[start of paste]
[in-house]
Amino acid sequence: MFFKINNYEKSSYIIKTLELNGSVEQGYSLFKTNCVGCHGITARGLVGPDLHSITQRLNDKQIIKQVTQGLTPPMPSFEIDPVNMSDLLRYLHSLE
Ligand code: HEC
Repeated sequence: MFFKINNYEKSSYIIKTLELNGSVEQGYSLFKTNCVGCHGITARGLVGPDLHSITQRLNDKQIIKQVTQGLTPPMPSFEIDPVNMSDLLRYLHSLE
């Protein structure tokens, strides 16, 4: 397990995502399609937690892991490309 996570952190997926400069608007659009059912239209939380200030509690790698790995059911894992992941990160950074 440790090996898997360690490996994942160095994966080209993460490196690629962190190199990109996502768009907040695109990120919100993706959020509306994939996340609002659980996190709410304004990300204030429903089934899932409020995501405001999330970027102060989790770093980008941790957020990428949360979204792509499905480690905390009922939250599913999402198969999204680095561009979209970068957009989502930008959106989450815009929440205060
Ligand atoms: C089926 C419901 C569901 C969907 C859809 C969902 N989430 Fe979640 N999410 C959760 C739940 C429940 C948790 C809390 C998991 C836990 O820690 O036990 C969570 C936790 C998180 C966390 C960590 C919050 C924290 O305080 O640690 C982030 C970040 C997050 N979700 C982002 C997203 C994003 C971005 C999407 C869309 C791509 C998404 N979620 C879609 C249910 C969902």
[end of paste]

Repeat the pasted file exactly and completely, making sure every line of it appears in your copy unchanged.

[in-house]
Amino acid sequence: MFFKINNYEKSSYIIKTLELNGSVEQGYSLFKTNCVGCHGITARGLVGPDLHSITQRLNDKQIIKQVTQGLTPPMPSFEIDPVNMSDLLRYLHSLE
Ligand code: HEC
Repeated sequence: MFFKINNYEKSSYIIKTLELNGSVEQGYSLFKTNCVGCHGITARGLVGPDLHSITQRLNDKQIIKQVTQGLTPPMPSFEIDPVNMSDLLRYLHSLE
């Protein structure tokens, strides 16, 4: 397990995502399609937690892991490309 996570952190997926400069608007659009059912239209939380200030509690790698790995059911894992992941990160950074 440790090996898997360690490996994942160095994966080209993460490196690629962190190199990109996502768009907040695109990120919100993706959020509306994939996340609002659980996190709410304004990300204030429903089934899932409020995501405001999330970027102060989790770093980008941790957020990428949360979204792509499905480690905390009922939250599913999402198969999204680095561009979209970068957009989502930008959106989450815009929440205060
Ligand atoms: C089926 C419901 C569901 C969907 C859809 C969902 N989430 Fe979640 N999410 C959760 C739940 C429940 C948790 C809390 C998991 C836990 O820690 O036990 C969570 C936790 C998180 C966390 C960590 C919050 C924290 O305080 O640690 C982030 C970040 C997050 N979700 C982002 C997203 C994003 C971005 C999407 C869309 C791509 C998404 N979620 C879609 C249910 C969902």